The Report also offered these tips for what to do in 2009:

  • Recap distressed borrowers - invest in maturity defaults, construction loans/bridge loans, or take mezzanine positions and equity stakes in properties.

  • Focus on global pathway markets - 24-hour coastal cities.

  • Staff up asset managers, leasing pros and workout specialists. Separate good assets from bad.

  • Retrench on development and reorient to mixed-use and infill. Higher-density residential with retail will gain favor in next round of building. ? Go green - cutting energy expenses is likely to be a priority.

  • Buy or hold multi-family; hold office; hold hotels; buy residential building lots, but be prepared to hold.

  • Purchase distressed condos in urban areas near transit.

Lastly, the Report listed a number of markets to watch in 2009. Here's a look at the Report's Top 5 Markets:

  • Seattle boasts its "corporate giants," but the market braces for rising downtown office vacancies; now at 10 percent. Tepid job growth will flatten rental rates. Housing demand drops and prices will slip, but stay above national averages. Interviewees rate the market a strong "buy" for apartments, and the "number-one buy" among industrials is the Puget Sound ports.

  • San Francisco offers a Pacific gateway and a high quality of life with a well-diversified economy. The city ranks first for development and homebuilding, and is a leading "buy" city for apartments and office. Even though housing prices are expected to decline, foreclosures should remain in check, the report notes.

  • Washington is the "ultimate hold market when the economy struggles." Downtown office vacancies should remain below 10 percent, and apartments lease "no matter what." The above-average employment outlook offers promise for the retail sector, the report says. Still, office vacancies continue to soar in northern Virginia, and further declines in condominium and home prices can be expected.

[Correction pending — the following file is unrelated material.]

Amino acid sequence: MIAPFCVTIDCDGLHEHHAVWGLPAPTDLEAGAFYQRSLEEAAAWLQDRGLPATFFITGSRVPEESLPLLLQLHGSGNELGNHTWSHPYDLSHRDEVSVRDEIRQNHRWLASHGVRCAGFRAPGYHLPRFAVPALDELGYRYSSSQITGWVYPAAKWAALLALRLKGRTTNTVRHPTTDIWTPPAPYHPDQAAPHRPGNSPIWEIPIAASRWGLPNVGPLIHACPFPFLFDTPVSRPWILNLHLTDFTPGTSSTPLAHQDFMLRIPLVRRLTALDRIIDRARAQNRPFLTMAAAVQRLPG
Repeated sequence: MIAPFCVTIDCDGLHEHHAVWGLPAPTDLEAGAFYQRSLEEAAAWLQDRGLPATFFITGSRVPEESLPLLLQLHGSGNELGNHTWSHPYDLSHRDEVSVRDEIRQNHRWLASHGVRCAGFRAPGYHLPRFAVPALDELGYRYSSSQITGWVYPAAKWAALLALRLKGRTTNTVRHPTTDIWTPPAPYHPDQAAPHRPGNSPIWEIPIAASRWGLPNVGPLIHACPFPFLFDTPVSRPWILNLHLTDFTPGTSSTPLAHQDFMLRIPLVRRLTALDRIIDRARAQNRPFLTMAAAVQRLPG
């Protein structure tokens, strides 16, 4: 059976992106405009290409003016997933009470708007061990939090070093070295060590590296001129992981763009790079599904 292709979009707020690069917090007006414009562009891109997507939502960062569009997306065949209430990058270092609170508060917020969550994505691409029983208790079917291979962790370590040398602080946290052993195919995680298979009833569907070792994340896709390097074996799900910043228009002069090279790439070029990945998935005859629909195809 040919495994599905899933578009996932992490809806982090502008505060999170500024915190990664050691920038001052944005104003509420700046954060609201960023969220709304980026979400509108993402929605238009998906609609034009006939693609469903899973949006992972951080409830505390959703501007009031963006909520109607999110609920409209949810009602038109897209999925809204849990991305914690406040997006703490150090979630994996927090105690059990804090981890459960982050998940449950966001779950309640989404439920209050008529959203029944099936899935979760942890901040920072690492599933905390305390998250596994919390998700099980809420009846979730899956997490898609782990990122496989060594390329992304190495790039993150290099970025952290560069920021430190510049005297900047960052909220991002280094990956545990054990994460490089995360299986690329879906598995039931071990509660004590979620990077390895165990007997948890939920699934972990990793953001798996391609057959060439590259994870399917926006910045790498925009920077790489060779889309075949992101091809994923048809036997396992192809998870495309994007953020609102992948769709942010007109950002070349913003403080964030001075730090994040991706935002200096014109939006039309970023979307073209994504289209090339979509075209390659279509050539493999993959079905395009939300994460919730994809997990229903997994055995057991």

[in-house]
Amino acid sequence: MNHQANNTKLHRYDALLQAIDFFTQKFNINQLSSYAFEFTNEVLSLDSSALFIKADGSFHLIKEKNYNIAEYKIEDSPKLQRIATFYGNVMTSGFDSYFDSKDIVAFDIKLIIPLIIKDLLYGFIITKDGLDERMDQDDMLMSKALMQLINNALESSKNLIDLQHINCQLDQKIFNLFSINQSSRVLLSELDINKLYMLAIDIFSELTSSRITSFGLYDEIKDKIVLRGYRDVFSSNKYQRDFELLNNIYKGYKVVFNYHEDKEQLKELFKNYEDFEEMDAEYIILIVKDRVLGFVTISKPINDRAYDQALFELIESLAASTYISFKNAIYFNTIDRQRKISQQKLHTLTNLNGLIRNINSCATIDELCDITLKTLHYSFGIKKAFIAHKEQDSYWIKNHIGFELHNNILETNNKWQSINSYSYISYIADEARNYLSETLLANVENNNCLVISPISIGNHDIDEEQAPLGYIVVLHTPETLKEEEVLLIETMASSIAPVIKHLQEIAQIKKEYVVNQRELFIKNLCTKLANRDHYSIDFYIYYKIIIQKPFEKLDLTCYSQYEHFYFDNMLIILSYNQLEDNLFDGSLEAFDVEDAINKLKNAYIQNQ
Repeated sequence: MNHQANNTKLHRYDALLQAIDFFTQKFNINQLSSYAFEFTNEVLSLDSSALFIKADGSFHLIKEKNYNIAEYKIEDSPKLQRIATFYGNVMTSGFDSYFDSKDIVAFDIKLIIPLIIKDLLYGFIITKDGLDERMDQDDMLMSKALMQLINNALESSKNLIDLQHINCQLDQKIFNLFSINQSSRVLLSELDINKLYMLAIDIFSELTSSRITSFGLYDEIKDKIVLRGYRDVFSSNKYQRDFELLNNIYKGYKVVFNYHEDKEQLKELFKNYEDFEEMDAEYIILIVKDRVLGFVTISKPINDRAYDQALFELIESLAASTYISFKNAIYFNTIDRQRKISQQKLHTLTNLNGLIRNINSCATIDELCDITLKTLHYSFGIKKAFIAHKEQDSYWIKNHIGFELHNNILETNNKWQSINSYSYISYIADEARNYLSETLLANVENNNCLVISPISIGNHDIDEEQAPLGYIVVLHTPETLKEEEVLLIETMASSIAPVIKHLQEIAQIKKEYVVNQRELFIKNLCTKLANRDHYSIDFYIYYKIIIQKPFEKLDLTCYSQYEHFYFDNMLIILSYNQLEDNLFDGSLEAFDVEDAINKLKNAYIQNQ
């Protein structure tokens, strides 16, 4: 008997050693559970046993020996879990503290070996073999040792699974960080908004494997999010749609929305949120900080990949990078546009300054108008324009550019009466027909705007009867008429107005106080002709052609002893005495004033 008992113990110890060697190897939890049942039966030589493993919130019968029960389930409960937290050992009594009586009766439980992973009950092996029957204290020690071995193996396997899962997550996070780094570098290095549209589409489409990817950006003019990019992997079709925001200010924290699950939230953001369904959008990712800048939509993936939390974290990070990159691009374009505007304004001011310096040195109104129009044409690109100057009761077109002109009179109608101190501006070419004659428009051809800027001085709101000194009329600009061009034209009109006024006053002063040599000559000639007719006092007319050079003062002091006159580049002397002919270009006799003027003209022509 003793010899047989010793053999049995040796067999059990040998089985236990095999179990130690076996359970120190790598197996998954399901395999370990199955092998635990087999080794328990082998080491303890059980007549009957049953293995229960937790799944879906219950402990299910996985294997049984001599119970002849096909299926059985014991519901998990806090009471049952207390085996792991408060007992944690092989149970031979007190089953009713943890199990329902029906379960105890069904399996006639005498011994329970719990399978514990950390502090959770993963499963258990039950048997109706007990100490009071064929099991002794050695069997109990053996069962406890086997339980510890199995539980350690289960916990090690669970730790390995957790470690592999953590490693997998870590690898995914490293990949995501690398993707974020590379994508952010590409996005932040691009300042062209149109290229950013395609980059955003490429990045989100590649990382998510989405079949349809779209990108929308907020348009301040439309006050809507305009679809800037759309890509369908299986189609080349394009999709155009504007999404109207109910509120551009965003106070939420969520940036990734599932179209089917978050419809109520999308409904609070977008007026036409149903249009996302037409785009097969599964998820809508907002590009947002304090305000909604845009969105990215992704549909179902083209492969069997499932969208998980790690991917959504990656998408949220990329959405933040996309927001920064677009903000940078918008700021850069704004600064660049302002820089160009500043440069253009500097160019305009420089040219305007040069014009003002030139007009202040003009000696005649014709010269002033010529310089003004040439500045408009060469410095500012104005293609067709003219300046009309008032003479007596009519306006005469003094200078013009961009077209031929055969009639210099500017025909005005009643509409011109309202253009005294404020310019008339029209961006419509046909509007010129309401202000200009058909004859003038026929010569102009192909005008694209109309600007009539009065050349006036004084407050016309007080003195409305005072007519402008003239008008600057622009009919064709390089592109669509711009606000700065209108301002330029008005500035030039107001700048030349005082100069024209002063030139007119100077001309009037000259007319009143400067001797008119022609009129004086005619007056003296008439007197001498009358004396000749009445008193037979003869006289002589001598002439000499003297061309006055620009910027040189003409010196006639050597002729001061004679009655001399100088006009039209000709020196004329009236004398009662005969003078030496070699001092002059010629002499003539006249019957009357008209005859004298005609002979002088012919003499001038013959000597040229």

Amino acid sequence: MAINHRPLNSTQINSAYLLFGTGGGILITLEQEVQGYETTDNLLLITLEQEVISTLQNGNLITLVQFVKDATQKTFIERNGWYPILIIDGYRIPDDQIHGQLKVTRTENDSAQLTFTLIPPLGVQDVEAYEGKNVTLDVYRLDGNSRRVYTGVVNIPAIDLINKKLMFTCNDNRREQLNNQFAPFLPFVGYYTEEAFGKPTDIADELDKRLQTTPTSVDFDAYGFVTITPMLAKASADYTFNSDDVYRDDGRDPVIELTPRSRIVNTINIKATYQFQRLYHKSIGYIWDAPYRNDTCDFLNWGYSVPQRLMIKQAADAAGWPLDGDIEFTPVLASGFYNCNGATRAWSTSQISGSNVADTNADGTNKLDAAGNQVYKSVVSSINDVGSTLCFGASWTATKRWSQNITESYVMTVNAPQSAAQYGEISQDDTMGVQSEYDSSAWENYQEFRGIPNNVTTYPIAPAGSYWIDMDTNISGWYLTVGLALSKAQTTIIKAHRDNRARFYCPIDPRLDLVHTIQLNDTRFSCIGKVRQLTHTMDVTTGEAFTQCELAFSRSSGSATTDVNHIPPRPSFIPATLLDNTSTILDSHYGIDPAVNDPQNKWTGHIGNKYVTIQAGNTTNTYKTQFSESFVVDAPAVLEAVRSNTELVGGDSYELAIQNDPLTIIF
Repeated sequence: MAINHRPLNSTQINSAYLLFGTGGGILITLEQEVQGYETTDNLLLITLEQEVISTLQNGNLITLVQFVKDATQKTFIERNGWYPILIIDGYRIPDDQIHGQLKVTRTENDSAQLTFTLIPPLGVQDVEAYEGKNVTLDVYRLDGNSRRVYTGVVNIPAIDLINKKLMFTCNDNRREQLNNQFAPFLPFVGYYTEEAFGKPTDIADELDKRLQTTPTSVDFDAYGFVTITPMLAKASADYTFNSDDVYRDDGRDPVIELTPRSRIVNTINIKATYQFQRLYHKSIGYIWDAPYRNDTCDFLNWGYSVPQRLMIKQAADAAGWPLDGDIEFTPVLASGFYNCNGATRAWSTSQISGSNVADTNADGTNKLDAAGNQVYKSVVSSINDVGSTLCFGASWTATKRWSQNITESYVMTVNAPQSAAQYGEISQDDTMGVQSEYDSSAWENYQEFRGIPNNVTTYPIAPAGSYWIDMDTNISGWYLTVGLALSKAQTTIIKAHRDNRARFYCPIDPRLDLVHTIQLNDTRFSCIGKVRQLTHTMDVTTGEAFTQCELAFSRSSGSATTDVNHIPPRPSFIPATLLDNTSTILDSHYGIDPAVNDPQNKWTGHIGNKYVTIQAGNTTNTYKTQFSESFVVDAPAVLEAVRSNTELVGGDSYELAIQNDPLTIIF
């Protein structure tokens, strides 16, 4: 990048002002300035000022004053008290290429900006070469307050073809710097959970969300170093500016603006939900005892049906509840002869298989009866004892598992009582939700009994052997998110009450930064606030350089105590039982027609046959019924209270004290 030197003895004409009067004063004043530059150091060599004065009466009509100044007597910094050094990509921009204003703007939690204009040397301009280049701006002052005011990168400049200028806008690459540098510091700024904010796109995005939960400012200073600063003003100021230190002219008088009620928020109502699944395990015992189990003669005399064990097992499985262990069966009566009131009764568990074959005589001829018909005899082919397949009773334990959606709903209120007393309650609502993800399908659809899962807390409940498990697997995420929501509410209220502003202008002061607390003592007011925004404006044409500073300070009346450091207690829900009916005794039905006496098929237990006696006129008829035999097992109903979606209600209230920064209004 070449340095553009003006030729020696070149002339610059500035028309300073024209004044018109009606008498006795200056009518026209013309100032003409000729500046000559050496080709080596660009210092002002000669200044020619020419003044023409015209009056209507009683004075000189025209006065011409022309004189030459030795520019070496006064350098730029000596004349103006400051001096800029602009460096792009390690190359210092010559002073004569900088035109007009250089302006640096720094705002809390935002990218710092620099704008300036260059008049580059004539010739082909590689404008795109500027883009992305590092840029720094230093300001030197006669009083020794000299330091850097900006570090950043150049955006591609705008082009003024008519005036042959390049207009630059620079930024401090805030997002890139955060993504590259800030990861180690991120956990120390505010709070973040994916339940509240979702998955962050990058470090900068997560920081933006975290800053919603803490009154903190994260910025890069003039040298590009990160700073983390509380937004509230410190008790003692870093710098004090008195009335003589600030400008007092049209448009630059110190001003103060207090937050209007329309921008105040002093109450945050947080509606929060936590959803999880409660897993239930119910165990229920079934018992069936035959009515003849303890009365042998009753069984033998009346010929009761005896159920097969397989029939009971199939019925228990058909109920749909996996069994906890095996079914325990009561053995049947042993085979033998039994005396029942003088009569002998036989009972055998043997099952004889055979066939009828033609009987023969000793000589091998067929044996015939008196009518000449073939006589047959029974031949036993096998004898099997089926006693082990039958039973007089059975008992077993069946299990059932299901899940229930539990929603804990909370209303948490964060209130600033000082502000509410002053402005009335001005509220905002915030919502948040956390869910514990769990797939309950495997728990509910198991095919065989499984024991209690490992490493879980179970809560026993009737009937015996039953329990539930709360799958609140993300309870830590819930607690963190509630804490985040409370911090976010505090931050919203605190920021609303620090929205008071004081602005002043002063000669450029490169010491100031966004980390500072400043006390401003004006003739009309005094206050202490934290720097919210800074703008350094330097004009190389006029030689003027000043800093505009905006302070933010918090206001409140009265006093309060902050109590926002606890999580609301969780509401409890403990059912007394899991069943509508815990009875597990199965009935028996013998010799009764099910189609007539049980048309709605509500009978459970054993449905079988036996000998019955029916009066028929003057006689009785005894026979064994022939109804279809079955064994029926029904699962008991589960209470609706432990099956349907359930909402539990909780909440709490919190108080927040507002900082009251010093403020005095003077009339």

• New York takes a beating with the Wall Street "implosion" creating job losses and office vacancies. Hotels should continue to draw tourists with the weak dollar. Retail frenzy ends, but the wealthy keep Madison Avenue boutiques alive. With the condo/coop market at a "crest," developers "should worry about flagging buyer demand," the report notes.

  • Los Angeles downtown benefits from condo/apartment projects. "It's almost impossible to lose money on apartment investments if you have a five- or 10-year investment horizon," notes one respondent. Hotels benefit from global pathway location. One downside -- homebuilders in San Bernardino and Riverside continue to grapple with the housing collapse.

Rounding out the top ten markets to watch:

  • Houston. Stays relatively strong as long as energy stays hot. It makes the top ten for the first time since 1995. Office vacancies drop to 10 percent, "a good buy opportunity," but apartments soften. Cheap land results in cheap housing, and prices have not gone up dramatically.

  • Boston. Job outlook is more favorable than most cities, with office space "tight" in the Financial District and the Back Bay area. New "harborside hotels threaten older product."

  • Denver. The state capital has a major federal government presence, which should buffer job losses. Steady population growth and broadening diversification of the industry keeps the housing market stable. Mass transit should pay future dividends.

  • Dallas. Compares favorably to other "hot-growth" markets. Although office vacancies downtown are 20 percent or higher, apartments do well and developers keep building single-family homes.

  • Chicago. Apartments do well, but condos weaken as speculators leave the market. Office vacancies are in the low teens, and O'Hare International Airport keeps industrial space in the "global pathway."

While most of the findings in the ULI Report were unfavorable, there were 'silver linings' mentioned. For builders looking to seek competitive advantages, possessing the best knowledge available about the industry should help the process lead to greater success.

[Note: Now in its 30th year, Emerging Trends is a highly regarded annual industry outlook for the real estate and land use industry and includes interviews and survey responses from more than 600 leading real estate experts, including investors, developers, property company representatives, lenders, brokers and consultants.]